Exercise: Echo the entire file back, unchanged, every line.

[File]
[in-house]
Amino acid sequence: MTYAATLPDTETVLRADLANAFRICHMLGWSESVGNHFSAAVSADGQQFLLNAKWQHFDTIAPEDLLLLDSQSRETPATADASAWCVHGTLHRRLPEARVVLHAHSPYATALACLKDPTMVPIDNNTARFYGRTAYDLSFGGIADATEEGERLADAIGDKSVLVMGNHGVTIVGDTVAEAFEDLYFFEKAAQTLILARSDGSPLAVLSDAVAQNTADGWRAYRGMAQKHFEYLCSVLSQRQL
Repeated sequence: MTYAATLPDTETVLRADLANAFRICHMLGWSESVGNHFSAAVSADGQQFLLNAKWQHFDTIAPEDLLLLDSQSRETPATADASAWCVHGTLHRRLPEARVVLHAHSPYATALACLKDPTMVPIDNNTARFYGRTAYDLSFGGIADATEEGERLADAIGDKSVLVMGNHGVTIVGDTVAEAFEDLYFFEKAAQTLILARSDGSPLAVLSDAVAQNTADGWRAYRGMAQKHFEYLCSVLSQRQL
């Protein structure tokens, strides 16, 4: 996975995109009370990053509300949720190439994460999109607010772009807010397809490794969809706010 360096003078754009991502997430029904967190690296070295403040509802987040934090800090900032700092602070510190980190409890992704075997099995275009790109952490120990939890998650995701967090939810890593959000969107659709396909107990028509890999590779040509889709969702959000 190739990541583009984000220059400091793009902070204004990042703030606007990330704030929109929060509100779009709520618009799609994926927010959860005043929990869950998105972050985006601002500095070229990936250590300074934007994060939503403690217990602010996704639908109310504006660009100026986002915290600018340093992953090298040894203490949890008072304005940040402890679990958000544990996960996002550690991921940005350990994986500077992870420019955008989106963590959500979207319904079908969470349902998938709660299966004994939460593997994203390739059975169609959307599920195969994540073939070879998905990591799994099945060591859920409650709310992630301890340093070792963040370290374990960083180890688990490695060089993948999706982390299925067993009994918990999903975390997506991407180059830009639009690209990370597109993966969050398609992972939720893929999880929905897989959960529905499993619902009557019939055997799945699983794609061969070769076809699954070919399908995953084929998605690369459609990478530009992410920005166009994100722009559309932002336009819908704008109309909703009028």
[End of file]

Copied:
[in-house]
Amino acid sequence: MTYAATLPDTETVLRADLANAFRICHMLGWSESVGNHFSAAVSADGQQFLLNAKWQHFDTIAPEDLLLLDSQSRETPATADASAWCVHGTLHRRLPEARVVLHAHSPYATALACLKDPTMVPIDNNTARFYGRTAYDLSFGGIADATEEGERLADAIGDKSVLVMGNHGVTIVGDTVAEAFEDLYFFEKAAQTLILARSDGSPLAVLSDAVAQNTADGWRAYRGMAQKHFEYLCSVLSQRQL
Repeated sequence: MTYAATLPDTETVLRADLANAFRICHMLGWSESVGNHFSAAVSADGQQFLLNAKWQHFDTIAPEDLLLLDSQSRETPATADASAWCVHGTLHRRLPEARVVLHAHSPYATALACLKDPTMVPIDNNTARFYGRTAYDLSFGGIADATEEGERLADAIGDKSVLVMGNHGVTIVGDTVAEAFEDLYFFEKAAQTLILARSDGSPLAVLSDAVAQNTADGWRAYRGMAQKHFEYLCSVLSQRQL
């Protein structure tokens, strides 16, 4: 996975995109009370990053509300949720190439994460999109607010772009807010397809490794969809706010 360096003078754009991502997430029904967190690296070295403040509802987040934090800090900032700092602070510190980190409890992704075997099995275009790109952490120990939890998650995701967090939810890593959000969107659709396909107990028509890999590779040509889709969702959000 190739990541583009984000220059400091793009902070204004990042703030606007990330704030929109929060509100779009709520618009799609994926927010959860005043929990869950998105972050985006601002500095070229990936250590300074934007994060939503403690217990602010996704639908109310504006660009100026986002915290600018340093992953090298040894203490949890008072304005940040402890679990958000544990996960996002550690991921940005350990994986500077992870420019955008989106963590959500979207319904079908969470349902998938709660299966004994939460593997994203390739059975169609959307599920195969994540073939070879998905990591799994099945060591859920409650709310992630301890340093070792963040370290374990960083180890688990490695060089993948999706982390299925067993009994918990999903975390997506991407180059830009639009690209990370597109993966969050398609992972939720893929999880929905897989959960529905499993619902009557019939055997799945699983794609061969070769076809699954070919399908995953084929998605690369459609990478530009992410920005166009994100722009559309932002336009819908704008109309909703009028």